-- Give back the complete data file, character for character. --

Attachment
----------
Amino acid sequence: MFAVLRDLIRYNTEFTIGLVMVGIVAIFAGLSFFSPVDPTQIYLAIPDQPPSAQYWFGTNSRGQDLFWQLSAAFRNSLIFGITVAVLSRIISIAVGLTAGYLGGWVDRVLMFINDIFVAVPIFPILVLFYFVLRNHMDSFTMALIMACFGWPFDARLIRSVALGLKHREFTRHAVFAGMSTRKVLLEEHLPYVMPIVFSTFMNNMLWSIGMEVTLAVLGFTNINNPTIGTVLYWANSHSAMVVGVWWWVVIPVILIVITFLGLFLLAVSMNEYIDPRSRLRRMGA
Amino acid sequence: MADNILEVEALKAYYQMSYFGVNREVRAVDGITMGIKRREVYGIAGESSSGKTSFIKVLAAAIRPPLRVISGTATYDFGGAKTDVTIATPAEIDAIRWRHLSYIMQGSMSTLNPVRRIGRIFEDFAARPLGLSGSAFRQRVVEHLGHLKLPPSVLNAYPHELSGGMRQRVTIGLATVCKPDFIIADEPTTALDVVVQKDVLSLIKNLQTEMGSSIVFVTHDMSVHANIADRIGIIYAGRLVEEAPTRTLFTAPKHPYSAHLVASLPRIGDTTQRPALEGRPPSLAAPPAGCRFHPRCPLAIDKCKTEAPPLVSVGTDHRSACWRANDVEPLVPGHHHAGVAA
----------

Amino acid sequence: MFAVLRDLIRYNTEFTIGLVMVGIVAIFAGLSFFSPVDPTQIYLAIPDQPPSAQYWFGTNSRGQDLFWQLSAAFRNSLIFGITVAVLSRIISIAVGLTAGYLGGWVDRVLMFINDIFVAVPIFPILVLFYFVLRNHMDSFTMALIMACFGWPFDARLIRSVALGLKHREFTRHAVFAGMSTRKVLLEEHLPYVMPIVFSTFMNNMLWSIGMEVTLAVLGFTNINNPTIGTVLYWANSHSAMVVGVWWWVVIPVILIVITFLGLFLLAVSMNEYIDPRSRLRRMGA
Amino acid sequence: MADNILEVEALKAYYQMSYFGVNREVRAVDGITMGIKRREVYGIAGESSSGKTSFIKVLAAAIRPPLRVISGTATYDFGGAKTDVTIATPAEIDAIRWRHLSYIMQGSMSTLNPVRRIGRIFEDFAARPLGLSGSAFRQRVVEHLGHLKLPPSVLNAYPHELSGGMRQRVTIGLATVCKPDFIIADEPTTALDVVVQKDVLSLIKNLQTEMGSSIVFVTHDMSVHANIADRIGIIYAGRLVEEAPTRTLFTAPKHPYSAHLVASLPRIGDTTQRPALEGRPPSLAAPPAGCRFHPRCPLAIDKCKTEAPPLVSVGTDHRSACWRANDVEPLVPGHHHAGVAA